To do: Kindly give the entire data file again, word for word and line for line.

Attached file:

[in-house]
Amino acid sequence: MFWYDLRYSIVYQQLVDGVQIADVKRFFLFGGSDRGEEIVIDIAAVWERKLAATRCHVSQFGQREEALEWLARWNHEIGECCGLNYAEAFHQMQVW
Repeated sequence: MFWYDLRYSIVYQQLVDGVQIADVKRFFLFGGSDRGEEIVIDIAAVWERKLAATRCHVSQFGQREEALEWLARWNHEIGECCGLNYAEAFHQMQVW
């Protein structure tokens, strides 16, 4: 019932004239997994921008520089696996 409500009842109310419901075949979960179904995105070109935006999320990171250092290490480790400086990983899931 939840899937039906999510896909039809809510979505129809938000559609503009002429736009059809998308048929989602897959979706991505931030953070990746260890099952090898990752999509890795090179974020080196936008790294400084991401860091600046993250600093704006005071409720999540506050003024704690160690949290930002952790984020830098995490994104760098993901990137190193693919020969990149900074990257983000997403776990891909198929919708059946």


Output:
[in-house]
Amino acid sequence: MFWYDLRYSIVYQQLVDGVQIADVKRFFLFGGSDRGEEIVIDIAAVWERKLAATRCHVSQFGQREEALEWLARWNHEIGECCGLNYAEAFHQMQVW
Repeated sequence: MFWYDLRYSIVYQQLVDGVQIADVKRFFLFGGSDRGEEIVIDIAAVWERKLAATRCHVSQFGQREEALEWLARWNHEIGECCGLNYAEAFHQMQVW
């Protein structure tokens, strides 16, 4: 019932004239997994921008520089696996 409500009842109310419901075949979960179904995105070109935006999320990171250092290490480790400086990983899931 939840899937039906999510896909039809809510979505129809938000559609503009002429736009059809998308048929989602897959979706991505931030953070990746260890099952090898990752999509890795090179974020080196936008790294400084991401860091600046993250600093704006005071409720999540506050003024704690160690949290930002952790984020830098995490994104760098993901990137190193693919020969990149900074990257983000997403776990891909198929919708059946």